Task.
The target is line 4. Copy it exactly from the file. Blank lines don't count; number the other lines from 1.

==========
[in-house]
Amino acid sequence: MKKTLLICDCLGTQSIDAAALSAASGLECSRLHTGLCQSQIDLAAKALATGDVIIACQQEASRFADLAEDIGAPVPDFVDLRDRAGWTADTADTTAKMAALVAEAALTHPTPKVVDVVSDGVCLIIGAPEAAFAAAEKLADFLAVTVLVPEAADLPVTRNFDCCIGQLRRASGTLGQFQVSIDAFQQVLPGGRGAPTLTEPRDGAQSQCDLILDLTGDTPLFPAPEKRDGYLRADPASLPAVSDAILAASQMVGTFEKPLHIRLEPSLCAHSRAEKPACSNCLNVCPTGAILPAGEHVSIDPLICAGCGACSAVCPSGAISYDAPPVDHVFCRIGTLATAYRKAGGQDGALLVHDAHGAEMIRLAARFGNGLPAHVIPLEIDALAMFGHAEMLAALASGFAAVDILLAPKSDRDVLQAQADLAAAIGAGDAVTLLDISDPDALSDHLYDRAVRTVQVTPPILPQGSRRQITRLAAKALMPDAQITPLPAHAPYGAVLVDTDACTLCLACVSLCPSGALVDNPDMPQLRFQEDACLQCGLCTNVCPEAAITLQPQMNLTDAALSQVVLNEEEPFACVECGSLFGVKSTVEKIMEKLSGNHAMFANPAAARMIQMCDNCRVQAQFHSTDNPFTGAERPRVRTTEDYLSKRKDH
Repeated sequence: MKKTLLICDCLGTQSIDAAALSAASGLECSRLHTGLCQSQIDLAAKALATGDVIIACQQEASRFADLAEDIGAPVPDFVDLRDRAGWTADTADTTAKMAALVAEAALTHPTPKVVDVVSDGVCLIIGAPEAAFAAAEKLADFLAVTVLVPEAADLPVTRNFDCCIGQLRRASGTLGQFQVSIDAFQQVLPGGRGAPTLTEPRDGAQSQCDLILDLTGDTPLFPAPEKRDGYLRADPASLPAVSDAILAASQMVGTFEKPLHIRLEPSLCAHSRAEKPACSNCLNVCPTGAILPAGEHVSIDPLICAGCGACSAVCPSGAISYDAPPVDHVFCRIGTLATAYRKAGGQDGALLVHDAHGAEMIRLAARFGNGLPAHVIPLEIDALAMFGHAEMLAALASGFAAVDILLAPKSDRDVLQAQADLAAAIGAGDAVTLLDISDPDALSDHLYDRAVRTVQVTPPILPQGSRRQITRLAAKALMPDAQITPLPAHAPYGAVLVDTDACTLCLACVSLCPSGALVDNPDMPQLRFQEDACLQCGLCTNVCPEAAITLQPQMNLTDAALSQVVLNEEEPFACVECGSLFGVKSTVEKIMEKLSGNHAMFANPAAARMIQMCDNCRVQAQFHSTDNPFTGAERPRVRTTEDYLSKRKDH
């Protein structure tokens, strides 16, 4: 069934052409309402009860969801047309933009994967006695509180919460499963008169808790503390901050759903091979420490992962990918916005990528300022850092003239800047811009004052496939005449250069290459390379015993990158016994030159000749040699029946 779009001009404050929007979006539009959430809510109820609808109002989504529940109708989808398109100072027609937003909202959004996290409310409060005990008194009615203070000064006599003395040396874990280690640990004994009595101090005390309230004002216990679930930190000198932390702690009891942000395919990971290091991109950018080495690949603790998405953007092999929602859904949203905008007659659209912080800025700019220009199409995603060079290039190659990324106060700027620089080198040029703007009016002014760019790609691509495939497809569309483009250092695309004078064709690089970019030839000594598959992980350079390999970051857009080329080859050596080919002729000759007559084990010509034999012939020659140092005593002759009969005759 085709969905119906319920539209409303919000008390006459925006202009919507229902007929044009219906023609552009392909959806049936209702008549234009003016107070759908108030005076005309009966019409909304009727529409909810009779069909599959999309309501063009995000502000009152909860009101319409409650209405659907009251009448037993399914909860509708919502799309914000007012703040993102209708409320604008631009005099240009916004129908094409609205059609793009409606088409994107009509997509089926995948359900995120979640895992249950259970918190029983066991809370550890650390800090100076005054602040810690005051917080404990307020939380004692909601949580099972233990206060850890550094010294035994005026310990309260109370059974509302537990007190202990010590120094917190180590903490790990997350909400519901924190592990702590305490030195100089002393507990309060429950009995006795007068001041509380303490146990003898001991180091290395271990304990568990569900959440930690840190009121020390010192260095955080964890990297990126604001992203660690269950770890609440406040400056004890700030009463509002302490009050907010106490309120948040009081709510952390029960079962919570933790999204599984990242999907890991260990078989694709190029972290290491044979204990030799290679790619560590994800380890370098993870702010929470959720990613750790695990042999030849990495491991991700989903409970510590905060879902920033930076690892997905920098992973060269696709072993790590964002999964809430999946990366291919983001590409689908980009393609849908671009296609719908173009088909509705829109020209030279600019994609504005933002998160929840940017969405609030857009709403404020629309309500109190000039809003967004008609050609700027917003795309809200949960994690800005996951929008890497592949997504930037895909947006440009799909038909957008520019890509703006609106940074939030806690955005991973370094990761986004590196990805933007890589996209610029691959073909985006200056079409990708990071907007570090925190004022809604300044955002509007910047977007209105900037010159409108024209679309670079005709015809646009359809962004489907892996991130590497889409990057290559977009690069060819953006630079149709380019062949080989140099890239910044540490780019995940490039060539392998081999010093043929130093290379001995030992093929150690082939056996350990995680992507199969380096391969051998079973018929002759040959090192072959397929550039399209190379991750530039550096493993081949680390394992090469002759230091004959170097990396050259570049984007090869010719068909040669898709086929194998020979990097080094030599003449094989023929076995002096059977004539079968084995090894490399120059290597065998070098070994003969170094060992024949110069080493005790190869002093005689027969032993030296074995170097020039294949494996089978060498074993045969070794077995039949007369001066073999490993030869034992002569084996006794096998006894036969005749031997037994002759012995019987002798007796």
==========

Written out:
């Protein structure tokens, strides 16, 4: 069934052409309402009860969801047309933009994967006695509180919460499963008169808790503390901050759903091979420490992962990918916005990528300022850092003239800047811009004052496939005449250069290459390379015993990158016994030159000749040699029946 779009001009404050929007979006539009959430809510109820609808109002989504529940109708989808398109100072027609937003909202959004996290409310409060005990008194009615203070000064006599003395040396874990280690640990004994009595101090005390309230004002216990679930930190000198932390702690009891942000395919990971290091991109950018080495690949603790998405953007092999929602859904949203905008007659659209912080800025700019220009199409995603060079290039190659990324106060700027620089080198040029703007009016002014760019790609691509495939497809569309483009250092695309004078064709690089970019030839000594598959992980350079390999970051857009080329080859050596080919002729000759007559084990010509034999012939020659140092005593002759009969005759 085709969905119906319920539209409303919000008390006459925006202009919507229902007929044009219906023609552009392909959806049936209702008549234009003016107070759908108030005076005309009966019409909304009727529409909810009779069909599959999309309501063009995000502000009152909860009101319409409650209405659907009251009448037993399914909860509708919502799309914000007012703040993102209708409320604008631009005099240009916004129908094409609205059609793009409606088409994107009509997509089926995948359900995120979640895992249950259970918190029983066991809370550890650390800090100076005054602040810690005051917080404990307020939380004692909601949580099972233990206060850890550094010294035994005026310990309260109370059974509302537990007190202990010590120094917190180590903490790990997350909400519901924190592990702590305490030195100089002393507990309060429950009995006795007068001041509380303490146990003898001991180091290395271990304990568990569900959440930690840190009121020390010192260095955080964890990297990126604001992203660690269950770890609440406040400056004890700030009463509002302490009050907010106490309120948040009081709510952390029960079962919570933790999204599984990242999907890991260990078989694709190029972290290491044979204990030799290679790619560590994800380890370098993870702010929470959720990613750790695990042999030849990495491991991700989903409970510590905060879902920033930076690892997905920098992973060269696709072993790590964002999964809430999946990366291919983001590409689908980009393609849908671009296609719908173009088909509705829109020209030279600019994609504005933002998160929840940017969405609030857009709403404020629309309500109190000039809003967004008609050609700027917003795309809200949960994690800005996951929008890497592949997504930037895909947006440009799909038909957008520019890509703006609106940074939030806690955005991973370094990761986004590196990805933007890589996209610029691959073909985006200056079409990708990071907007570090925190004022809604300044955002509007910047977007209105900037010159409108024209679309670079005709015809646009359809962004489907892996991130590497889409990057290559977009690069060819953006630079149709380019062949080989140099890239910044540490780019995940490039060539392998081999010093043929130093290379001995030992093929150690082939056996350990995680992507199969380096391969051998079973018929002759040959090192072959397929550039399209190379991750530039550096493993081949680390394992090469002759230091004959170097990396050259570049984007090869010719068909040669898709086929194998020979990097080094030599003449094989023929076995002096059977004539079968084995090894490399120059290597065998070098070994003969170094060992024949110069080493005790190869002093005689027969032993030296074995170097020039294949494996089978060498074993045969070794077995039949007369001066073999490993030869034992002569084996006794096998006894036969005749031997037994002759012995019987002798007796």